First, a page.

While key elements remain the same, the Project Z simultaneously brings unexpected newness each year. In Project Z14, a retrograde second with a 30-second range, new openwork structure and dominant grey colour palette punctuated by shades of blue make their mark.


The strength of a case

The Project Z14 case is distinguished not only by its material, Zalium, but also by its shapes, lugs, crown and signature arches that recall the entrance to Harry Winston’s Fifth Avenue Flagship Salon.

This year, different from past years, the case features a chamfered bezel and arches to pay homage to the bevelled finishes on the dial.

With a thickness of 10.7 mm, this case successfully reconciles technical watchmaking with exemplary ergonomics. The 42.2 mm diameter case is free from overhangs or excess and strikes the perfect balance between complexity and comfort.

On stage

The Project Z14 dial functions as a performance space, telling a tale about watchmaking with extraordinary visual support. Technical, artistic and structural principles work in harmony to create the unique identity of this timepiece, which features strong colours and finishes, as well as shapes, angles and depth.

Harry Winston blue is used for the hands and indexes located in the excentered counter at noon and for the seconds arch at 120 degrees, graduated from 0 to 30 seconds. Red is used for the seconds hand and grey dominates the remainder of the dial, as black accents emphasize the dynamic details and levels. Black appears in the grid of the excentered dial, which is revealed in a new light. The fresh design features horizontal and vertical segments that work together to create a linear picture.

Harry Winston Project Z14

The unique dial consists of stages, facets, bevels, slopes and angles. All of these elements come together in an openwork structure that floats above the movement, which is visible and features the signature radiant Cotes de Geneve finishes. With polishing, varnishing, recesses and an almost incalculable number of angles, the iconic quality of Project Z14 comes to life.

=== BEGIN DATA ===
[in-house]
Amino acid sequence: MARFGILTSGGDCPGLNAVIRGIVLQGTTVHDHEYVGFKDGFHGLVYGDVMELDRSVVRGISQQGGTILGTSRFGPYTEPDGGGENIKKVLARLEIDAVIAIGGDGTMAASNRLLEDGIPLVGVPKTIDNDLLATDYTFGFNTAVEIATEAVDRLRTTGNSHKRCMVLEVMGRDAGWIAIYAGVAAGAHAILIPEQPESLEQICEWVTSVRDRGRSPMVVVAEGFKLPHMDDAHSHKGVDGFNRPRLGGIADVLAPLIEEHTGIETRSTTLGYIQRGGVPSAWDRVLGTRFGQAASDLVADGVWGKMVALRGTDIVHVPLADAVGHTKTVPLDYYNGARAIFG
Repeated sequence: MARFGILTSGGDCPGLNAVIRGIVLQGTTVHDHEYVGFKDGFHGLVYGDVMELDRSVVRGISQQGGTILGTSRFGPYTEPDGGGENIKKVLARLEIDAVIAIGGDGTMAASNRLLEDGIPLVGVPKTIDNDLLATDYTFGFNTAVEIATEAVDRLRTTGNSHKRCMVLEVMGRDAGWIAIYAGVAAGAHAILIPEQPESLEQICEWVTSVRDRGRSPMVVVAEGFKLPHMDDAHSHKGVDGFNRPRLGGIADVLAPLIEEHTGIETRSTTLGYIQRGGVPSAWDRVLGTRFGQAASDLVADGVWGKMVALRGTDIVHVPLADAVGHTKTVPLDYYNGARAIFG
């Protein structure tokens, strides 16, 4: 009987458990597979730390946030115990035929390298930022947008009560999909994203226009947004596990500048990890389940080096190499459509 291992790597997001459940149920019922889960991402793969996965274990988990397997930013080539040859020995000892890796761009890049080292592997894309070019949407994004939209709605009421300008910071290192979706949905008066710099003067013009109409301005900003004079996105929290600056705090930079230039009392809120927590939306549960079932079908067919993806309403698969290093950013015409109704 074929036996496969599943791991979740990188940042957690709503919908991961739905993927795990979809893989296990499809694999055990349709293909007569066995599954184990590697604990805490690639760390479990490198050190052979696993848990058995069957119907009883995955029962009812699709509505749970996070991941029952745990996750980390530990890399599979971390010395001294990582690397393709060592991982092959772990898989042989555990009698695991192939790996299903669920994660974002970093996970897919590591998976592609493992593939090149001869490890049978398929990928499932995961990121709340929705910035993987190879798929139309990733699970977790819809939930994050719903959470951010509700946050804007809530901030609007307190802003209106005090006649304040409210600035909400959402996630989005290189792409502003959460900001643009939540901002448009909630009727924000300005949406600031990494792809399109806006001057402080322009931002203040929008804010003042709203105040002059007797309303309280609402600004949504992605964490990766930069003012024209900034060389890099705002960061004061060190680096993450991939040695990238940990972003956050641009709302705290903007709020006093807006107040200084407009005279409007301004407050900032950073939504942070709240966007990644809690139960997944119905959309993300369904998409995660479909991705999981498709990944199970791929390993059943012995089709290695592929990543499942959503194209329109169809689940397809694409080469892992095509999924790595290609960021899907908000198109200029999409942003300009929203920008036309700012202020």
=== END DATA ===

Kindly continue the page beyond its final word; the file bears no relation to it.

Movement architecture

Behind the dial beats the HW2202 calibre, a 4hz motor base, with 65 hours of power that draws its energy from an openwork white gold rotor. The rotor’s consistency is due to the flat silicon balance spring.

The spotlight shines on the complication, which allows the hours and minutes to be excentered, and features a retrograde second. After 30 seconds, the red seconds hand instantly returns, due to a system with a snail-shaped cam and return spring. The mechanics of this retrograde second are visible behind its counter. The colour blue, a brand colour, also appears on the rubber bracelet, which is structured like a textile bracelet.

A game of illusions

Project Z14 catches the eye, with trickery and amusement. The overlapping segments, arcs and colours have both a technical and an aesthetic mission. By relentlessly pushing the logic of excenteredness and levels even further, Harry Winston reaches new heights with Project Z14.

Further reading